The British Medical Association (BMA) has revealed ‘serious concerns’ over government plans to charge non-EU migrants for healthcare, slamming the plans as ‘impractical’ and ‘uneconomic’.
Earlier this year the government proposed an extended charging system for migrants and short-term visitors, in a bid to stop ‘health tourism’ and save money for the NHS.
The government has suggested charges of up to £200 per year for access to the health service.
However, the BMA said there is no evidence that the income from charging visitors would cover the increased bureaucracy needed to administer the system.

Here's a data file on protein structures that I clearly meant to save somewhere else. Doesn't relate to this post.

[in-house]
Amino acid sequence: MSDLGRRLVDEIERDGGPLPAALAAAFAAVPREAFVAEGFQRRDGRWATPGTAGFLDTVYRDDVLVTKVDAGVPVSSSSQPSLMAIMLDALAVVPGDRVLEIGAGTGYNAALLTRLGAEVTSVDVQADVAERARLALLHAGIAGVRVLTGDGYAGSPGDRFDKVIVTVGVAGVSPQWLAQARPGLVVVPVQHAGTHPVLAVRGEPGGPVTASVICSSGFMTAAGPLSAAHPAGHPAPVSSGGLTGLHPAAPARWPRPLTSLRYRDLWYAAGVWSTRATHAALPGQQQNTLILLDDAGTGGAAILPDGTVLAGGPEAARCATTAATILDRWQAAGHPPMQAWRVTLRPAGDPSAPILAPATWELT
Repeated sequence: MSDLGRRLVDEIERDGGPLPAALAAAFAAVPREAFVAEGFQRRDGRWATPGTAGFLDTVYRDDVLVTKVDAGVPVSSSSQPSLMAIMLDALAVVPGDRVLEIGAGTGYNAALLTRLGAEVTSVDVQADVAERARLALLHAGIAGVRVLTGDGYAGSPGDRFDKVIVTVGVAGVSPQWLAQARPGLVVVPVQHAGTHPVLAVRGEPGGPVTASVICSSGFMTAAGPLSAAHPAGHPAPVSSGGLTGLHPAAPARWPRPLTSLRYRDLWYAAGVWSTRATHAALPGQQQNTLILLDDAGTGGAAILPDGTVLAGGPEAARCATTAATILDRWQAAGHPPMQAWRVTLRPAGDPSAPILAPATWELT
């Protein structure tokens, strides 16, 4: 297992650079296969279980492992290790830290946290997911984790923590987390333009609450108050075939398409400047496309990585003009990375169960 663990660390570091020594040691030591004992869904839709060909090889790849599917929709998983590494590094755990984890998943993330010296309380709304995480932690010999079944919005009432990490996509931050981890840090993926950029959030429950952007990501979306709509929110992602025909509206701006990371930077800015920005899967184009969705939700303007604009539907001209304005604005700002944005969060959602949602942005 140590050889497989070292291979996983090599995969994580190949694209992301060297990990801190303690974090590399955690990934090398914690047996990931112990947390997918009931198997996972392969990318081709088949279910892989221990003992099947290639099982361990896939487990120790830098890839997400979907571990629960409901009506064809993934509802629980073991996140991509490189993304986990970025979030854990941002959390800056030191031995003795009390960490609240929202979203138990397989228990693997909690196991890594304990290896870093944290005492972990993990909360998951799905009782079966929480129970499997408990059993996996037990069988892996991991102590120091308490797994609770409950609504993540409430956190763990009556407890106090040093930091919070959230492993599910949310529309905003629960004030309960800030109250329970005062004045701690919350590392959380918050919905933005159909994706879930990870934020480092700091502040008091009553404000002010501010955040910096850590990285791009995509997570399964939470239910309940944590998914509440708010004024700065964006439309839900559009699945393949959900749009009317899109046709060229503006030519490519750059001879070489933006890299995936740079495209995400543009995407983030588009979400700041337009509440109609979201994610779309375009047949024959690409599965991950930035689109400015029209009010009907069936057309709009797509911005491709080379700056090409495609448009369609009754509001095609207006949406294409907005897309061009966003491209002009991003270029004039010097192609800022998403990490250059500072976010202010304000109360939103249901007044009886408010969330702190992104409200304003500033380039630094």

The government had suggested that general practices would have to check the status of each patient at registration, acting as a barrier to other care.
But the BMA believe this would be inconvenient, especially as there is no explanation of what documentation patients would need to prove permanent residency.
“The NHS does not have the infrastructure or resources to administrate a charging system that is not likely to produce enough revenue to cover the cost of setting up its own bureaucracy,” said Dr Mark Porter, chair of the BMA Council.
He added: “The NHS does not need more administrators; it should be spending its money on caring for patients.”
And Dr Chaand Nagpaul, chair of the BMA’s GP committee said: “We have seen with the recent NHS 111 debacle what happens when an ill thought out policy is rushed through without proper consideration of the practical and clinical implications.
“Ministers need to learn from recent experiences and work with healthcare professionals to find workable solutions to this issue.”
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